During the assembly of HIV, there are only 2 sets of SL3 sequences in the packaged HIV dimeric RNA genome. As a result, most of the 1500–2500 Pr55Gag molecules in the assembled virion must bind to other segments of the RNA genome. HIV Pr55Gag has been previously reported to transiently interact with different RNA sequence motifs during the viral assembly process [21]. It has been suggested that cytosolic Pr55Gag consisting of low-order Pr55Gag oligomers interact with Guanosine Uridine (GU)-containing RNA sequence motifs, while high-order Pr55Gag oligomers in the immature virion are more likely to associate with Adenosine (A)-containing RNA sequence motifs (schematized in Fig 2A). However, the role these non-packaging segments of the RNA genome play in viral assembly still remains unanswered. These GU-containing RNA sequences and A-containing RNA sequences are also interspersed throughout the HIV genome and in many cellular RNA sequences (S3 Fig).

thumbnail
Fig 2. ITC analysis of Pr55Gag-RNA binding show more energetically favourable binding of Pr55Gag to A-containing over GU-containing RNA.

(A) Schematic of Pr55Gag-RNA binding specificity during viral assembly. Representative ITC binding curves indicating heat released per mole of oligonucleotide titrated when 40 μM of 20mers; (B) 4x 5’-GAUGG-3’ (GU-containing) and 4x 5’-GAGAA-3’ (A-containing) RNA (n = 3);.and (C) 4x 5’-UGUGG-3’ (GU-containing) and 4x 5’-AAGGA-3’ (A-containing) RNA were injected in 1.5 ul aliquots into 8 μM of Pr55Gag, Pr50GagΔp6, Pr55Gag WM, p15NC-SP2-p6 and p7NC, respectively (n = 2).

https://doi.org/10.1371/journal.ppat.1006221.g002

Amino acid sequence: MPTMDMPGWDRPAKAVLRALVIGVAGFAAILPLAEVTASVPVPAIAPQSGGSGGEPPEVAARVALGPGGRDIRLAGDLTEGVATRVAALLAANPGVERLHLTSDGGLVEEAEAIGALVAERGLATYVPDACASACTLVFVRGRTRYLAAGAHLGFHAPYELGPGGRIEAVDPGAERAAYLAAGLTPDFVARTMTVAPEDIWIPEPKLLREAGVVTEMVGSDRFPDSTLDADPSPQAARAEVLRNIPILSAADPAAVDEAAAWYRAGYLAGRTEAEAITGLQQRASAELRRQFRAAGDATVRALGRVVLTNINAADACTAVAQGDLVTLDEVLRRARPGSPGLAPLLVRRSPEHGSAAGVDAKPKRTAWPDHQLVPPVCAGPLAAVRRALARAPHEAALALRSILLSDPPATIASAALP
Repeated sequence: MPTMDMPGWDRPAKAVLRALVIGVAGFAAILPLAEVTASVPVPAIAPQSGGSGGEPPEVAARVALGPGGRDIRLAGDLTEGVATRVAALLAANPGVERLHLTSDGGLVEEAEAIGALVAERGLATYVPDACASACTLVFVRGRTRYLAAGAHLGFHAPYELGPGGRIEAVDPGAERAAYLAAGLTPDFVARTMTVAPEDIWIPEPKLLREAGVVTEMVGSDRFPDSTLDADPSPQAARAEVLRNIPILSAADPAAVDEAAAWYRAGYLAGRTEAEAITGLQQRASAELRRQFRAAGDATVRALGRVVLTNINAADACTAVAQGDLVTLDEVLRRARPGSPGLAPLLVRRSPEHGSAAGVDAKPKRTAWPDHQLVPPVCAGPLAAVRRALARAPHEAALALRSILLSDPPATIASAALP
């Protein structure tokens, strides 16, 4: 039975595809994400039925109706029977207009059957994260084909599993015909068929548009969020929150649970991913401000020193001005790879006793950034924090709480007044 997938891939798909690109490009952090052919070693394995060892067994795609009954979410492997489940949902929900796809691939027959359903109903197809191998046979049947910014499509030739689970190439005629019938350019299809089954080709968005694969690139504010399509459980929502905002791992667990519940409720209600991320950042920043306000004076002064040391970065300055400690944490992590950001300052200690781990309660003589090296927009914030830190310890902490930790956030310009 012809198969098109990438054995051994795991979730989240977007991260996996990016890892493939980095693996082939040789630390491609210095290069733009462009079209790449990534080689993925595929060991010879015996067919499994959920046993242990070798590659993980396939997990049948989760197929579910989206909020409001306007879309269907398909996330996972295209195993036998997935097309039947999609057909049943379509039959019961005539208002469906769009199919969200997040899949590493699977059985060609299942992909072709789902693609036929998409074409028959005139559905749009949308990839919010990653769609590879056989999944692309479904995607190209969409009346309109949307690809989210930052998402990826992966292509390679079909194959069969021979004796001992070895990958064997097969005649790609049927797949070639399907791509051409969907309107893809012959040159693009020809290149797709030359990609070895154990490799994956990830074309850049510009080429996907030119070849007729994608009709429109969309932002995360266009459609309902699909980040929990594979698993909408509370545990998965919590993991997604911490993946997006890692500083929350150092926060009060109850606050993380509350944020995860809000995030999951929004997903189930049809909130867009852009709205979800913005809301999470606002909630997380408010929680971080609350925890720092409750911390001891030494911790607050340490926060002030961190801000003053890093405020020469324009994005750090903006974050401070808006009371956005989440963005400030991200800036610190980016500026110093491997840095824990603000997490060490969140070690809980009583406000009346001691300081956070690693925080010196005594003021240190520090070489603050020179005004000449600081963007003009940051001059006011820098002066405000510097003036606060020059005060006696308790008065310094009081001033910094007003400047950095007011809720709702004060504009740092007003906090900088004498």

To investigate whether the thermodynamic relationship with Pr55Gag can provide insight into the function of these sequences, we conducted ITC analyses of Gag interaction with the top 4 RNA sequence motifs that were previously identified to interact with HIV Gag either in the cytosol (GU-containing RNA motifs: 5’GAUGG3’ and 5’UGUGG3’) or within the immature virion (A-containing RNA motifs: 5’GAGAA3’ and 5’AAGGA3’) [21]. Binding of the 20 mer of the GU-containing RNA motif 4x 5’-GAUGG-3’ RNA to the oligomerization-impaired Pr55Gag WM (mimicking the low-order oligomeric form of cytosolic Gag) resulted in an enthalpy release [ΔH ~-20 kcal mol-1] (Figs 2B and 3A), which is comparable to that released in the binding to processed NC proteins (p15NC-SP2-p6 and p7NC) (Figs 2B and 3A). In contrast, higher enthalpy was released in the binding of the same 20mer GU-containing RNA motif 4x 5’-GAUGG-3’ RNA with the oligomeric forms of Gag (Pr55Gag and Pr50GagΔp6) with means of ΔH ~-45 kcal mol-1 and -35 kcal mol-1, respectively (Fig 3A) (or raw values of ΔH ~-35 kcal mol-1 and -30 kcal mol-1, respectively, in the un-adjusted representative ITC curves, Fig 2B), suggesting that oligomerization contributes at least in part to the favourable enthalpy release of Pr55Gag binding with GU-containing RNA. These data are consistent with those observed with Psi SL3 RNA based Pr55Gag-RNA ITC studies (Fig 1). In support of this, more enthlapy release was also observed in the interaction between the 20 mer of A-containing RNA motif 4x 5’-GAGAA-3’ RNA and the oligomeric forms of Gag (Pr55Gag and Pr50GagΔp6), with means of ΔH ~-80 kcal mol-1 (Fig 3A) (or raw values of ΔH ~-70 kcal mol-1 and -60 kcal mol-1, respectively, in the un-adjusted representative ITC curves, Fig 2B), over the interaction between the 20 mer of A-containing RNA motif 4x 5’-GAGAA-3’ RNA and the oligomeric-deficient forms of Gag (Pr55Gag WM)[ΔH ~ -60 kcal mol-1] (Fig 3A) (or raw value of -40 kcal mol-1 in the un-adjusted representative ITC curve, Fig 2B). Agreeably, ITC analyses repeated with the second set of GU-containing and A-containing RNA sequence motifs (4x 5’-UGUGG-3’ and 4x 5’-AAGGA-3’, respectively) produced a similar trend in binding enthalpies measured across the Gag constructs (Figs 2C and 3C). Our results showed that the favourable enthalpy and Gibbs Free energy release from oligomerization can potentially be a general feature of RNA-Pr55Gag protein interaction during viral assembly.